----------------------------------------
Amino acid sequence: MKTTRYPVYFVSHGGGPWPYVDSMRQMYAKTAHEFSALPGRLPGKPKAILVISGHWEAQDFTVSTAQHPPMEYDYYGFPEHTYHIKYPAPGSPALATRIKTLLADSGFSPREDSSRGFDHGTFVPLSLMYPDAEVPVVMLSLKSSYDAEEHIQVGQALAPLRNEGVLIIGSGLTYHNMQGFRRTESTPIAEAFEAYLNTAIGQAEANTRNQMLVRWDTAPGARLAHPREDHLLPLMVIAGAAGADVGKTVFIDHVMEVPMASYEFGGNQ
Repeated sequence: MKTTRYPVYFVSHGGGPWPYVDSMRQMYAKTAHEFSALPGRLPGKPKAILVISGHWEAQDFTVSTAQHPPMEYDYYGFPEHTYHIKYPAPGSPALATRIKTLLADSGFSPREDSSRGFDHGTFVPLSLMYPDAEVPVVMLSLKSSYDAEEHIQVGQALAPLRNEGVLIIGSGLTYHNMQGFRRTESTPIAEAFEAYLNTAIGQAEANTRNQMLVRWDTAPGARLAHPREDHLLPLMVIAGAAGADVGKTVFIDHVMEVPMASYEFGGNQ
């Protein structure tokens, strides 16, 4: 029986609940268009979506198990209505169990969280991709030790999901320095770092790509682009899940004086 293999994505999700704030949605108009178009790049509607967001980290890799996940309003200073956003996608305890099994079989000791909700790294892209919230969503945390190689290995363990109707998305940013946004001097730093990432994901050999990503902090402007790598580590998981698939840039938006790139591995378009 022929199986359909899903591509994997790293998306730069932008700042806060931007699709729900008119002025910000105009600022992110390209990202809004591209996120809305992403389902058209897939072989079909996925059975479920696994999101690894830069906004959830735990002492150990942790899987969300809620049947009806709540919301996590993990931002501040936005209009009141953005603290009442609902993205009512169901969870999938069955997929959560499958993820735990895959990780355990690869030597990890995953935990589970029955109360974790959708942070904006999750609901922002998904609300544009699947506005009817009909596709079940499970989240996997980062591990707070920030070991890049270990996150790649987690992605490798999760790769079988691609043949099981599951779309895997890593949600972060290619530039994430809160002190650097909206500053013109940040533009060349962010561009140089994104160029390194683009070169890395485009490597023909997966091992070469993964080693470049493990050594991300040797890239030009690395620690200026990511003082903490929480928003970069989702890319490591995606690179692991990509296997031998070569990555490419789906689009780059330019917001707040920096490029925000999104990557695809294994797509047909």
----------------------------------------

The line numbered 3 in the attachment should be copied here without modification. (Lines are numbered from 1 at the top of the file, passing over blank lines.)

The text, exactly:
């Protein structure tokens, strides 16, 4: 029986609940268009979506198990209505169990969280991709030790999901320095770092790509682009899940004086 293999994505999700704030949605108009178009790049509607967001980290890799996940309003200073956003996608305890099994079989000791909700790294892209919230969503945390190689290995363990109707998305940013946004001097730093990432994901050999990503902090402007790598580590998981698939840039938006790139591995378009 022929199986359909899903591509994997790293998306730069932008700042806060931007699709729900008119002025910000105009600022992110390209990202809004591209996120809305992403389902058209897939072989079909996925059975479920696994999101690894830069906004959830735990002492150990942790899987969300809620049947009806709540919301996590993990931002501040936005209009009141953005603290009442609902993205009512169901969870999938069955997929959560499958993820735990895959990780355990690869030597990890995953935990589970029955109360974790959708942070904006999750609901922002998904609300544009699947506005009817009909596709079940499970989240996997980062591990707070920030070991890049270990996150790649987690992605490798999760790769079988691609043949099981599951779309895997890593949600972060290619530039994430809160002190650097909206500053013109940040533009060349962010561009140089994104160029390194683009070169890395485009490597023909997966091992070469993964080693470049493990050594991300040797890239030009690395620690200026990511003082903490929480928003970069989702890319490591995606690179692991990509296997031998070569990555490419789906689009780059330019917001707040920096490029925000999104990557695809294994797509047909």